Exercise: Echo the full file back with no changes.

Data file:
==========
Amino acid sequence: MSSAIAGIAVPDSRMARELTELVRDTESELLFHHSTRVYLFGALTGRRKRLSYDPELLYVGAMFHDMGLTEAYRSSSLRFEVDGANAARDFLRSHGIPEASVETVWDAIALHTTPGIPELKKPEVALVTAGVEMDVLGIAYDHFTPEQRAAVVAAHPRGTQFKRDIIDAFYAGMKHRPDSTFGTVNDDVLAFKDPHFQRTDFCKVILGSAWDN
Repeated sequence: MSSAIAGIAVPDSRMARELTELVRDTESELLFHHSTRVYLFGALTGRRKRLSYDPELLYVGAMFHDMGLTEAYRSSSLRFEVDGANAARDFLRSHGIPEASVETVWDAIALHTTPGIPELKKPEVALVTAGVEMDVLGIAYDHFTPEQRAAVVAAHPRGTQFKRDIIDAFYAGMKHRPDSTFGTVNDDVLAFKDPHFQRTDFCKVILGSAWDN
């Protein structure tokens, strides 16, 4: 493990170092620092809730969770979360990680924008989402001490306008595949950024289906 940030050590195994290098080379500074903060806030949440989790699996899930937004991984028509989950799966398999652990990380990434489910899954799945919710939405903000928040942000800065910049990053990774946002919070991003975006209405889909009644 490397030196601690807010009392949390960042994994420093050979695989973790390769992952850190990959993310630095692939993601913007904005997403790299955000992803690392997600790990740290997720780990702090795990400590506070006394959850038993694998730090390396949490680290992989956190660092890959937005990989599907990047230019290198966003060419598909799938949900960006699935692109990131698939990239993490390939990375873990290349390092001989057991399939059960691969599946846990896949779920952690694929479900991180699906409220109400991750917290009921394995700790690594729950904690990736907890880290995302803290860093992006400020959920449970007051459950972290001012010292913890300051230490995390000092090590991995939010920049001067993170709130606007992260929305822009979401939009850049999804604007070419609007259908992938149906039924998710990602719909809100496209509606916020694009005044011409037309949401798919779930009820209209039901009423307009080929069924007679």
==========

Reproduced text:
Amino acid sequence: MSSAIAGIAVPDSRMARELTELVRDTESELLFHHSTRVYLFGALTGRRKRLSYDPELLYVGAMFHDMGLTEAYRSSSLRFEVDGANAARDFLRSHGIPEASVETVWDAIALHTTPGIPELKKPEVALVTAGVEMDVLGIAYDHFTPEQRAAVVAAHPRGTQFKRDIIDAFYAGMKHRPDSTFGTVNDDVLAFKDPHFQRTDFCKVILGSAWDN
Repeated sequence: MSSAIAGIAVPDSRMARELTELVRDTESELLFHHSTRVYLFGALTGRRKRLSYDPELLYVGAMFHDMGLTEAYRSSSLRFEVDGANAARDFLRSHGIPEASVETVWDAIALHTTPGIPELKKPEVALVTAGVEMDVLGIAYDHFTPEQRAAVVAAHPRGTQFKRDIIDAFYAGMKHRPDSTFGTVNDDVLAFKDPHFQRTDFCKVILGSAWDN
């Protein structure tokens, strides 16, 4: 493990170092620092809730969770979360990680924008989402001490306008595949950024289906 940030050590195994290098080379500074903060806030949440989790699996899930937004991984028509989950799966398999652990990380990434489910899954799945919710939405903000928040942000800065910049990053990774946002919070991003975006209405889909009644 490397030196601690807010009392949390960042994994420093050979695989973790390769992952850190990959993310630095692939993601913007904005997403790299955000992803690392997600790990740290997720780990702090795990400590506070006394959850038993694998730090390396949490680290992989956190660092890959937005990989599907990047230019290198966003060419598909799938949900960006699935692109990131698939990239993490390939990375873990290349390092001989057991399939059960691969599946846990896949779920952690694929479900991180699906409220109400991750917290009921394995700790690594729950904690990736907890880290995302803290860093992006400020959920449970007051459950972290001012010292913890300051230490995390000092090590991995939010920049001067993170709130606007992260929305822009979401939009850049999804604007070419609007259908992938149906039924998710990602719909809100496209509606916020694009005044011409037309949401798919779930009820209209039901009423307009080929069924007679």